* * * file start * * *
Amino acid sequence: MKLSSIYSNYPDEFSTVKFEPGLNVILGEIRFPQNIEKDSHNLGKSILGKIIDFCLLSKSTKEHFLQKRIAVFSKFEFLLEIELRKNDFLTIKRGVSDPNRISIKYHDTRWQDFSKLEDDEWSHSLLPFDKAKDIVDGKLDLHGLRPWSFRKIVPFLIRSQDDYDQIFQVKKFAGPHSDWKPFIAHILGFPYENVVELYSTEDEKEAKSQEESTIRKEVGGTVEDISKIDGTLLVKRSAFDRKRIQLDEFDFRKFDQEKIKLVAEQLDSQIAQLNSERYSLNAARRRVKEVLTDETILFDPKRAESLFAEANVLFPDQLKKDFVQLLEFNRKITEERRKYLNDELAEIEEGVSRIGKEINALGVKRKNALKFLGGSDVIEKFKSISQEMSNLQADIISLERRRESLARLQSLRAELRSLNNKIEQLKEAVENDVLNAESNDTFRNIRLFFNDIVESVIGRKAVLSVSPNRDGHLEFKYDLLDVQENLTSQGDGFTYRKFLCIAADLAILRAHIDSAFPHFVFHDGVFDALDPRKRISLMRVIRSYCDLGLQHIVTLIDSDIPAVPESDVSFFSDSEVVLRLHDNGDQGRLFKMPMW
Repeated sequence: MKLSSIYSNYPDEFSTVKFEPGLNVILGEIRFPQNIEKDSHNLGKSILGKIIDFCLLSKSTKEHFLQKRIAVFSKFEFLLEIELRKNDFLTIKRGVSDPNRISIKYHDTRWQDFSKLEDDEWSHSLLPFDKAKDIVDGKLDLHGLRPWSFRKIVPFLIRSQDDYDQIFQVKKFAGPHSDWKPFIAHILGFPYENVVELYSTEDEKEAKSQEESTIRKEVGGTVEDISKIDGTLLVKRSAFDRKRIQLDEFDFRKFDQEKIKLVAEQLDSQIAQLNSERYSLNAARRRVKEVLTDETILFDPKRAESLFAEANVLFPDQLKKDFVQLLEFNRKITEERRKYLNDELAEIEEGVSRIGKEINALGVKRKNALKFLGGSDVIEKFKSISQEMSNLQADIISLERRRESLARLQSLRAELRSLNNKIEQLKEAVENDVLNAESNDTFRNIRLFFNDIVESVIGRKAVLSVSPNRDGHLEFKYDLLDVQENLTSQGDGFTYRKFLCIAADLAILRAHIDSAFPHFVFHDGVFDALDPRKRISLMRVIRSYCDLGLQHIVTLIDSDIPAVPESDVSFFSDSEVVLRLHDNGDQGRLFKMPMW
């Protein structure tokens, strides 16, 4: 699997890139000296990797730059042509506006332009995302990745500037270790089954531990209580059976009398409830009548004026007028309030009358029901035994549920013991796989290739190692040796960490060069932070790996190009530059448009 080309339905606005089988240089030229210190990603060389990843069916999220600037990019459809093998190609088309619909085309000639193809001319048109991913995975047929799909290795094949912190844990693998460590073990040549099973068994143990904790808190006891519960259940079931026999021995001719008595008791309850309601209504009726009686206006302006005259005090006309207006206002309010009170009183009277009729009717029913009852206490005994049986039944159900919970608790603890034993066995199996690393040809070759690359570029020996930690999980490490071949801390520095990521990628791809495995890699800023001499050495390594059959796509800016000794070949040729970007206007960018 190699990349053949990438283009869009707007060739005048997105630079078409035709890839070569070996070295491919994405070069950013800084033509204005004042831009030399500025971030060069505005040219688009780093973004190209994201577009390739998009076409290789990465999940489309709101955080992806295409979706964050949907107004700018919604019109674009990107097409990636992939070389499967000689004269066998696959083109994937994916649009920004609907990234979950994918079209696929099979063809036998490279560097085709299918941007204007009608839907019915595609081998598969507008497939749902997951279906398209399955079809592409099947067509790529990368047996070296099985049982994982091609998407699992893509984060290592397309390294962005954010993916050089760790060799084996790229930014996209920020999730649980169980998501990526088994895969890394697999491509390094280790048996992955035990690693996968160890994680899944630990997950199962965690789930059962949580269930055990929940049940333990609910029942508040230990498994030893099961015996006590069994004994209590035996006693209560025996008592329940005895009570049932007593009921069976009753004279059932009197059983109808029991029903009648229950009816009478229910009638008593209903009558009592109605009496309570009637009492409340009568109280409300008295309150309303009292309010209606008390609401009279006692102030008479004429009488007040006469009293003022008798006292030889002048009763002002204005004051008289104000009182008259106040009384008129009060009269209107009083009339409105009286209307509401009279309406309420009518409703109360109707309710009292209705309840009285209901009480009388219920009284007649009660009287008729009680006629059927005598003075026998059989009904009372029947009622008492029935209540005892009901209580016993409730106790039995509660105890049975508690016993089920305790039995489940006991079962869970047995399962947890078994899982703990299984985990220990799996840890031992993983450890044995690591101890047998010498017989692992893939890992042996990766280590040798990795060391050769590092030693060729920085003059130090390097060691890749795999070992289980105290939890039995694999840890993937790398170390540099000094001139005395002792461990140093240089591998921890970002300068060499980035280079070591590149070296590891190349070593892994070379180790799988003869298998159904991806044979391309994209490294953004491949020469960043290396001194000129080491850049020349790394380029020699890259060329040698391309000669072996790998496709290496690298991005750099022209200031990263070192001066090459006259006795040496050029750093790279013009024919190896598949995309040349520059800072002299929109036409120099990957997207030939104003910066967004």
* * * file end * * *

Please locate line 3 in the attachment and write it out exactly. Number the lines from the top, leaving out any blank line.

């Protein structure tokens, strides 16, 4: 699997890139000296990797730059042509506006332009995302990745500037270790089954531990209580059976009398409830009548004026007028309030009358029901035994549920013991796989290739190692040796960490060069932070790996190009530059448009 080309339905606005089988240089030229210190990603060389990843069916999220600037990019459809093998190609088309619909085309000639193809001319048109991913995975047929799909290795094949912190844990693998460590073990040549099973068994143990904790808190006891519960259940079931026999021995001719008595008791309850309601209504009726009686206006302006005259005090006309207006206002309010009170009183009277009729009717029913009852206490005994049986039944159900919970608790603890034993066995199996690393040809070759690359570029020996930690999980490490071949801390520095990521990628791809495995890699800023001499050495390594059959796509800016000794070949040729970007206007960018 190699990349053949990438283009869009707007060739005048997105630079078409035709890839070569070996070295491919994405070069950013800084033509204005004042831009030399500025971030060069505005040219688009780093973004190209994201577009390739998009076409290789990465999940489309709101955080992806295409979706964050949907107004700018919604019109674009990107097409990636992939070389499967000689004269066998696959083109994937994916649009920004609907990234979950994918079209696929099979063809036998490279560097085709299918941007204007009608839907019915595609081998598969507008497939749902997951279906398209399955079809592409099947067509790529990368047996070296099985049982994982091609998407699992893509984060290592397309390294962005954010993916050089760790060799084996790229930014996209920020999730649980169980998501990526088994895969890394697999491509390094280790048996992955035990690693996968160890994680899944630990997950199962965690789930059962949580269930055990929940049940333990609910029942508040230990498994030893099961015996006590069994004994209590035996006693209560025996008592329940005895009570049932007593009921069976009753004279059932009197059983109808029991029903009648229950009816009478229910009638008593209903009558009592109605009496309570009637009492409340009568109280409300008295309150309303009292309010209606008390609401009279006692102030008479004429009488007040006469009293003022008798006292030889002048009763002002204005004051008289104000009182008259106040009384008129009060009269209107009083009339409105009286209307509401009279309406309420009518409703109360109707309710009292209705309840009285209901009480009388219920009284007649009660009287008729009680006629059927005598003075026998059989009904009372029947009622008492029935209540005892009901209580016993409730106790039995509660105890049975508690016993089920305790039995489940006991079962869970047995399962947890078994899982703990299984985990220990799996840890031992993983450890044995690591101890047998010498017989692992893939890992042996990766280590040798990795060391050769590092030693060729920085003059130090390097060691890749795999070992289980105290939890039995694999840890993937790398170390540099000094001139005395002792461990140093240089591998921890970002300068060499980035280079070591590149070296590891190349070593892994070379180790799988003869298998159904991806044979391309994209490294953004491949020469960043290396001194000129080491850049020349790394380029020699890259060329040698391309000669072996790998496709290496690298991005750099022209200031990263070192001066090459006259006795040496050029750093790279013009024919190896598949995309040349520059800072002299929109036409120099990957997207030939104003910066967004």